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Book Review: The Fault In Our Stars

book review | The Fault In Our StarsJohn Green, ladies and gentlemen. John Green.

The Fault In Our Stars stews together a thick mixture of emotions, providing an easy yet quite a challenging read for those who are particularly emotionally sensitive. In just 318 pages, John Green gives the reader an unforgettable experience unlike any other work of teen fiction known to the world of literature.

Rather than traveling through the expanding world of dystopian fiction, The Fault In Our Stars takes a realistic approach to the life of three teenagers who are forced to endure quite possibly one of the most difficult battles in human history. One survivor and two cancer-battling teens find solace in each other as they struggle to cope with the reality unknown to so many others of their age.

The reader witnesses the growth of 16-year-old terminal cancer patient Hazel Grace Lancaster, who narrates the novel from a unique perspective influenced by her favorite novel, An Imperial Affliction. Her outlook on life takes a slight left turn when 17-year-old Augustus Waters appears in the Literal Heart of Jesus one evening at a support group she attends from time to time. From then on out, Hazel faces a new struggle–developing relationships with others with whom she is fated to part.

Sometimes, you read a book and it fills you with this weird evangelical zeal, and you become convinced that the shattered world will never be put back together unless and until all living humans read the book. And then there are books like An Imperial Affliction, which you can’t tell people about, books so special and rare and yours that advertising your affection feels like a betrayal (33).

Hazel and Augustus travel a life-altering journey together in more ways than one, taking the reader for a long and intimate ride beside them as they experience life at its fullest. The bond the two form across the pages of The Fault In Our Stars far surpasses that of those formed in countless other teen fiction novels. The strength they build is unbreakable.

Such power swims within their seemingly endless lines of dialogue. I once read that the definition of a good book is one that causes the reader to close the book after reading such a well-written sentence sit in silence, in awe of its beauty. This book is peppered with those little moments, leading the reader to contemplate life as she knows it.

John Green tosses the reader’s emotions like a salad with the twist he so maliciously throws into the mix.

Hazel is also close friends with her mother, who has been there for her through every waking [and sleeping] moment of her life. It is quite refreshing to read a book in which the main character actually gets along with her parents. Some may find it unrealistic, but I can tell you otherwise with great confidence. By no means am I saying that the two do not have their moments; those moments are what add to the reality of this beautiful piece of fiction. We all have our moments (some of us more than others), but if life were easy, we would be bored. All the time. The human race exists to be challenged. It is how we handle those challenges that displays who we truly are.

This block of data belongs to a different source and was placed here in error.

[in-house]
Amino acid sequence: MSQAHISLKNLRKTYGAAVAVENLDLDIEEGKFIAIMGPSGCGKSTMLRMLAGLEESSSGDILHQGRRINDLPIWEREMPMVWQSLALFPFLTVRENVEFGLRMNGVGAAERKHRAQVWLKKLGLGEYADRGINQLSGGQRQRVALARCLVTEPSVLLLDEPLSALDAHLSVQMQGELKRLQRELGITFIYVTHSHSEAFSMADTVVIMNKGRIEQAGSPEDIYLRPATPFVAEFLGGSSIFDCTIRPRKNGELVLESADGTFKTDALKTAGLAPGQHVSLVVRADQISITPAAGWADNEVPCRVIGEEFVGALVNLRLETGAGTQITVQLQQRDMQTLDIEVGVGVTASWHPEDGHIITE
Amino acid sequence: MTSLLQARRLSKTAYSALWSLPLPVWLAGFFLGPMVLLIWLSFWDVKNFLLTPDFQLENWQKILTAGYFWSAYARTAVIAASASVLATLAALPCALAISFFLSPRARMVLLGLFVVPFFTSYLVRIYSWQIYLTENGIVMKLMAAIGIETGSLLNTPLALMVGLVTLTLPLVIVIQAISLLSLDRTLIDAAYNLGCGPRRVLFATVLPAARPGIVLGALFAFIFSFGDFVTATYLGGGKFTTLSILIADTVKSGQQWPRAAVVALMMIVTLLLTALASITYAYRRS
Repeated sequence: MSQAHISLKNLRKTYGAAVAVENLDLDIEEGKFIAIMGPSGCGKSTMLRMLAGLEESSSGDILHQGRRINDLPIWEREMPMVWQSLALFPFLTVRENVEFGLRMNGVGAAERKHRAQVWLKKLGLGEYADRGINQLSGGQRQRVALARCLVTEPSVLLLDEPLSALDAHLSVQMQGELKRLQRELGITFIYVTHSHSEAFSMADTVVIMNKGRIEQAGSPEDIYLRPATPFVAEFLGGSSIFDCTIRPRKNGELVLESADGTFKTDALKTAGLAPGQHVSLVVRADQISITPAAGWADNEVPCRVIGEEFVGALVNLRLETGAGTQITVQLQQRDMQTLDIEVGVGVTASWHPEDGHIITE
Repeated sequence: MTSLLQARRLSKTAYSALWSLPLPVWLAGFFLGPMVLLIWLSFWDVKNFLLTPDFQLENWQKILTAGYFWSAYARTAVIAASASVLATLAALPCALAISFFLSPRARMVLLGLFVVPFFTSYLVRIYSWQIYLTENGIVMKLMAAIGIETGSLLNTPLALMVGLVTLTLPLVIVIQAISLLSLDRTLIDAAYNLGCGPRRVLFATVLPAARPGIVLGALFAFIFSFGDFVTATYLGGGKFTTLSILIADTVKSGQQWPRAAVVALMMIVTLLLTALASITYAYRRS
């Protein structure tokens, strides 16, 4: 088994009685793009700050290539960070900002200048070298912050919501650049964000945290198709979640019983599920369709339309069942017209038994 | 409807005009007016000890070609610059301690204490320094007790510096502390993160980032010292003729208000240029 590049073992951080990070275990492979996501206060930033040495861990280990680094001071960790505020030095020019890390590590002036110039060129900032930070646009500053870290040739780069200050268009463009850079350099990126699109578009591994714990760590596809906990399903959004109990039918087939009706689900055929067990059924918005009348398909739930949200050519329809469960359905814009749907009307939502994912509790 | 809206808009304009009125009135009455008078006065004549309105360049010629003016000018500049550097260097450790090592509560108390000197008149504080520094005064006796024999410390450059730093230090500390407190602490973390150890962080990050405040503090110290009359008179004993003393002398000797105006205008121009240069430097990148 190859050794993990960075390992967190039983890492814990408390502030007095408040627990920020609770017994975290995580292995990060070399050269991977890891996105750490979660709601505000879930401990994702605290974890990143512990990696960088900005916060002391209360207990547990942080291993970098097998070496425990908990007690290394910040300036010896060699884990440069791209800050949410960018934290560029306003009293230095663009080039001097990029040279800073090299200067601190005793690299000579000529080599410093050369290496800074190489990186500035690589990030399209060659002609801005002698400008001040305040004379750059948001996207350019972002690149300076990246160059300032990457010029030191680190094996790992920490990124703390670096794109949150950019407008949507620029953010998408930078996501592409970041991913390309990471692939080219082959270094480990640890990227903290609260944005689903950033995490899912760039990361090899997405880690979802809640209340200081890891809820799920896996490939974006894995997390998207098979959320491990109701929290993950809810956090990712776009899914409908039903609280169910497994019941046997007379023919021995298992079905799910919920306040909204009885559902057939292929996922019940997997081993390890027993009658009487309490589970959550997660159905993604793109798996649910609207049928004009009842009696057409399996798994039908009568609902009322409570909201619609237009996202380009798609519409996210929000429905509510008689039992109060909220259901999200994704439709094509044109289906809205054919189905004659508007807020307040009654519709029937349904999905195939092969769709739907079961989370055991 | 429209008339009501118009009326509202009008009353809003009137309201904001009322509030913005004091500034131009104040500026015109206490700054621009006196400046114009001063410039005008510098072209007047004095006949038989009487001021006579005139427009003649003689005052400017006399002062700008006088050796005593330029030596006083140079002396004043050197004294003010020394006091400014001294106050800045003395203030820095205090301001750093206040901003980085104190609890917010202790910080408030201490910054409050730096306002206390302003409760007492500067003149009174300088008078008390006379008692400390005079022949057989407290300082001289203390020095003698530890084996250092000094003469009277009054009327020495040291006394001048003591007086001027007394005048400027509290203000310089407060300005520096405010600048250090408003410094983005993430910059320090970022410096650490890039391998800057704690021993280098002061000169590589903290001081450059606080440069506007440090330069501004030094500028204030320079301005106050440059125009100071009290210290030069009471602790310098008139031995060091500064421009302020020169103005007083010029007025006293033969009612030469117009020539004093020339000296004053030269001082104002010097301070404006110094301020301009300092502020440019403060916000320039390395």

“That’s the thing about pain,” Augustus said, and then glanced back at me. “It demands to be felt” (63).


Would I recommend this book? Absolutely. It’s as if this book was written for those facing unfathomable struggles, and the message can most certainly apply to various not-so-unfathomable situations, as well. I think each one of us can relate to at least one subplot, and possessing the ability to relate to a book is often what makes it so lovable among its fanbase. Read it. Okay?

What’s next? Coraline, by Neil Gaiman, is resting on my bedside table. I found the movie at a local used game store, and being me, I need to read the book before I can pop the disk in the blu-ray player.

I’d also like to explore more of John Green, like Looking For Alaska. Eventually. I have my already-made list that I need to conquer first.

Your turn!

  • Have any of  you seen the movie adaptation of The Fault In Our Stars yet? What are your thoughts? Don’t throw any spoilers at me, though. I do plan to watch it at some point, but I have to get my hands on a copy first. And probably another box of tissues.
  • Have any of you read Looking For Alaska? Would you recommend it?


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Book Review: “Four: A Divergent Collection”


dystopian fiction

Before introducing us to the 16-year-old mind of Tobias Eaton in Four: A Divergent Collection, author Veronica Roth reveals that she first began writing the Divergent series from Tobias’s point of view. After finishing Allegiant, chronologically the final book in the Divergent series, it’s not unreasonable to wonder why she didn’t give us more from Four.

But instead, Roth chose to pursue her project through the eyes of Tris Prior.

Fortunately, less than a year after the release of the last book in the Divergent series, Veronica Roth gave us Four: A Divergent Collection. This book is comprised of four short stories and three snippets that precede and overlap Tobias’s time with Tris.

The Transformation of Tobias Eaton